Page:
September 1990 (vol. 6, #6) 1601 N. Tucson Blvd. Suite 9, Tucson AZ 85716 c 1990 J Orient


One reason why 100,000 US troops are now in Saudi Arabia, despite the celebrated end of the cold war, was suggested in the lead story in the Baltimore Sun of Sept. 14, 1990: ``Critical point in oil supply called near: officials say reserves may have to be used.'' The global shortfall of oil was expected to be 3.5 million barrels/day in September.

US domestic oil production could be increased within months by about 607,500 barrels a day, according to the US Department of Energy, largely by removing government regulations. For example, offshore wells near Santa Barbara could pump 100,000 barrels a day, starting immediately.

Using other sources of petroleum may require more than opening a few valves. Although oil seeps out of the ground in some places on the Arctic National Wildlife Range, development has been stymied in the courts and Congress by activists worried about the Alaskan caribou. The area is ``a sacred place,'' according to Rep. Morris Udall (D-AZ) (Human Events 9/15/90).

Technology that effectively substitutes for fossil fuels has been aborted, thanks to antinuclear activists. There have been no new orders for nuclear power plants in the US since 1978. Some even propose shutting down the existing nuclear facilities that now generate 19% of US electricity (thereby saving 4 billion barrels of oil since 1973). Another environmentalist triumph, the Clean Air Bill, would also limit our ability to use coal to substitute for oil. This bill could increase operating costs at some coal-fired plants by 50%. Oil consumption by utilities, which had been declining for years, has already increased by 32% since 1987, and will probably increase further (Wall St J 8/23/90).

Saddam Hussein's power is founded on the world's dependence on cheap oil from the Middle East. Revenues from that oil finance the impressive military force that he commands: 1 million men under arms; 5,500 tanks (the fourth largest force in the world); 775 combat aircraft (including Soviet fighters and bombers); 170 fighting helicopters; and 70 surface-to-air missile batteries (Wash Times 8/9/90).

Iraq is capable of producing over 700 tons of mustard and 50 tons each of tabun and sarin per year and of actually using such weapons, even against its own population. Hussein is said to be acquiring biological weapons, including anthrax, typhoid, cholera, and West Nile fever virus (the last obtained from the US Center for Disease Control). Although his nuclear weapons program received a major setback when Israel bombed the Osirak reactor nine years ago, the facilities that can separate weapons-grade plutonium from spent reactor fuel remain untouched. (This ``waste'' material is in plentiful supply.) Sale of a metallurgical furnace destined for the nuclear weapons program was stopped only at the last minute, over the strenuous objections of the US Commerce Dept. (which had approved and still favored the deal).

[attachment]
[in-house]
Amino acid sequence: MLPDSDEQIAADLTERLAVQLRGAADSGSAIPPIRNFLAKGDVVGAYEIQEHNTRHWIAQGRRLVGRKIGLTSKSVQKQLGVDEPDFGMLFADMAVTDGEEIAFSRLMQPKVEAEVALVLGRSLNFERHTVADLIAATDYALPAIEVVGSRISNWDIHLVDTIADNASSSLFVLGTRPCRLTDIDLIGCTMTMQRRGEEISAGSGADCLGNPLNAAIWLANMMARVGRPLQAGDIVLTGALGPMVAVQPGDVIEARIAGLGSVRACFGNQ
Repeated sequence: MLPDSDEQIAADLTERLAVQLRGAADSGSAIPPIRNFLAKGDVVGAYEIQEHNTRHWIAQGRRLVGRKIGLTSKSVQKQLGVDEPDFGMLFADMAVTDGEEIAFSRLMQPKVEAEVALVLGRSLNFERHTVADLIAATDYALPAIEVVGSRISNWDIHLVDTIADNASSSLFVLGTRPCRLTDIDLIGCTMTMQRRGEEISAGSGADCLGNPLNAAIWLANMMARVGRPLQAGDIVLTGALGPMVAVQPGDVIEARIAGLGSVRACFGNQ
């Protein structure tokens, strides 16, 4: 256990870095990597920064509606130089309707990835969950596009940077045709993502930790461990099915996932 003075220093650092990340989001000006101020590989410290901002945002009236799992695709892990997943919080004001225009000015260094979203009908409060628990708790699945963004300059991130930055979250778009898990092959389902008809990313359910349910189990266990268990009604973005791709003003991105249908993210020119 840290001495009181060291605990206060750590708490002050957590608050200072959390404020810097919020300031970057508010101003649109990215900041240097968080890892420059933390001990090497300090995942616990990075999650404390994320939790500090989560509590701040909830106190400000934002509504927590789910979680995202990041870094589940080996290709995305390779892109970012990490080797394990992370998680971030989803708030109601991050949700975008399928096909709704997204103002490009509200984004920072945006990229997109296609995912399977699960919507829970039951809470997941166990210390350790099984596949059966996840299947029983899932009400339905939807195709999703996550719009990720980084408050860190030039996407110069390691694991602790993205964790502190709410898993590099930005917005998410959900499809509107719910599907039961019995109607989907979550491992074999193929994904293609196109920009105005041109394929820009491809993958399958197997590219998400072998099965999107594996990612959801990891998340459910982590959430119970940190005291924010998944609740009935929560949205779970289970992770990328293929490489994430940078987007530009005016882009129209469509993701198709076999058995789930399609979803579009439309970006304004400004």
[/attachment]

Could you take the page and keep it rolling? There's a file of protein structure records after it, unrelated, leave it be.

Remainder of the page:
Clearly, Hussein's capabilities did not surge from an acorn overnight as he marched into Kuwait. Nevertheless, Iraq was classified as a member of the ``Western bloc,'' qualified to purchase chemical warfare protection equipment (see p. 2) from Switzerland, with the consent and encouragement of the US government. Baghdad purchased weapons (and chemicals) from numerous Western and Communist nations, including Britain, France, and West Germany.

The first task confronting US forces attempting to destroy Iraq's weapons of mass destruction would be to disable the anti-aircraft defenses set up with the aid of Soviet advisors, of whom 2,000 to 4,000 remain in Iraq, ``completing their contractual obligations.'' For such missions, the US boasts sophisticated electronic wizardry but the weapons have not been tested in battle.

US forces are surging to equip the troops with protection against chemical weapons. American airmen complain that they have no gas masks (Ariz Republic 9/22/90). (Even Soviet schoolchildren have gas masks, as reported by a member of the Tucson Boys Chorus, who got to try one on in Kiev.) The Defense Logistics Agency has ordered 450,000 chemical-warfare suits from private clothing manufacturers, which may be able to make about 25,000 per month. The $77 outfits are lined with activated charcoal. The Defense Dept. declined to comment on the inference that it needs four uniforms per soldier. An industry vice president stated that a soldier would have to change clothing every four hours because the charcoal would become saturated and ineffective (Wall St J 8/27/90).

Meanwhile, back in Congress, the SDI budget was slashed, even as Israel is testing the Arrow air-defense missile for protection against increasingly capable Iraqi ballistic missiles. One day after the invasion of Kuwait, President Bush announced that the target date for decreasing US troop strength by 25% was moved from 1997 to 1995. Available US Army and Marine forces currently number about one-third the strength of the Iraqi army (Human Events 9/15/90).

The present strategy on both sides seems to involve starving the hostages about 1,000 Americans, 2 million Kuwaitis, and 17 million Iraqis.

The Tucson Peace, Ecology, and Social Justice Calendar offers suggestions on how to stop population growth, convert military facilities to peacetime use, make friends in the Middle East, save the environment, and spend the peace dividend.

But the Peace Center forgets that the dividends derived from neglected defense may eventually be repaid in blood.


Thousands Learn About Defense in Allentown

``If it happens, I just want to die,'' said one visitor to the civil defense display at the Allentown Fair, August 28-Sept. 3.

``What if `it' is a poison-gas attack?'' asked Stephen Alley.

``And would you want her to die too?'', referring to the little girl holding his hand.